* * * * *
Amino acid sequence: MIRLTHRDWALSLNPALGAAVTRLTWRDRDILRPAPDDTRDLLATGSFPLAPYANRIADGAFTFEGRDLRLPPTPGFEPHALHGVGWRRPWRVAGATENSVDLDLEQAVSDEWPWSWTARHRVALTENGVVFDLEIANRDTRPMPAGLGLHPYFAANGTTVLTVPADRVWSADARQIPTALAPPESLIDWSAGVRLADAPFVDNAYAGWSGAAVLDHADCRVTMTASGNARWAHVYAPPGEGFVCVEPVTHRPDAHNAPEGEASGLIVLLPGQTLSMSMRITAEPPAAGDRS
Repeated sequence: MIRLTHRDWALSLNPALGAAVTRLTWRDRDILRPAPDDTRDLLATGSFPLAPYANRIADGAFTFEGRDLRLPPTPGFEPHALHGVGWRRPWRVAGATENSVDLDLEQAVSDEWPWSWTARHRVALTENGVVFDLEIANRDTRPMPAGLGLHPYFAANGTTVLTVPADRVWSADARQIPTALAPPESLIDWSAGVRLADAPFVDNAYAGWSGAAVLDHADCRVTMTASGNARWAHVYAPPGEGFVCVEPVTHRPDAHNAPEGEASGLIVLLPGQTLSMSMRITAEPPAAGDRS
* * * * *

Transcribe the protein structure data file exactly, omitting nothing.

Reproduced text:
Amino acid sequence: MIRLTHRDWALSLNPALGAAVTRLTWRDRDILRPAPDDTRDLLATGSFPLAPYANRIADGAFTFEGRDLRLPPTPGFEPHALHGVGWRRPWRVAGATENSVDLDLEQAVSDEWPWSWTARHRVALTENGVVFDLEIANRDTRPMPAGLGLHPYFAANGTTVLTVPADRVWSADARQIPTALAPPESLIDWSAGVRLADAPFVDNAYAGWSGAAVLDHADCRVTMTASGNARWAHVYAPPGEGFVCVEPVTHRPDAHNAPEGEASGLIVLLPGQTLSMSMRITAEPPAAGDRS
Repeated sequence: MIRLTHRDWALSLNPALGAAVTRLTWRDRDILRPAPDDTRDLLATGSFPLAPYANRIADGAFTFEGRDLRLPPTPGFEPHALHGVGWRRPWRVAGATENSVDLDLEQAVSDEWPWSWTARHRVALTENGVVFDLEIANRDTRPMPAGLGLHPYFAANGTTVLTVPADRVWSADARQIPTALAPPESLIDWSAGVRLADAPFVDNAYAGWSGAAVLDHADCRVTMTASGNARWAHVYAPPGEGFVCVEPVTHRPDAHNAPEGEASGLIVLLPGQTLSMSMRITAEPPAAGDRS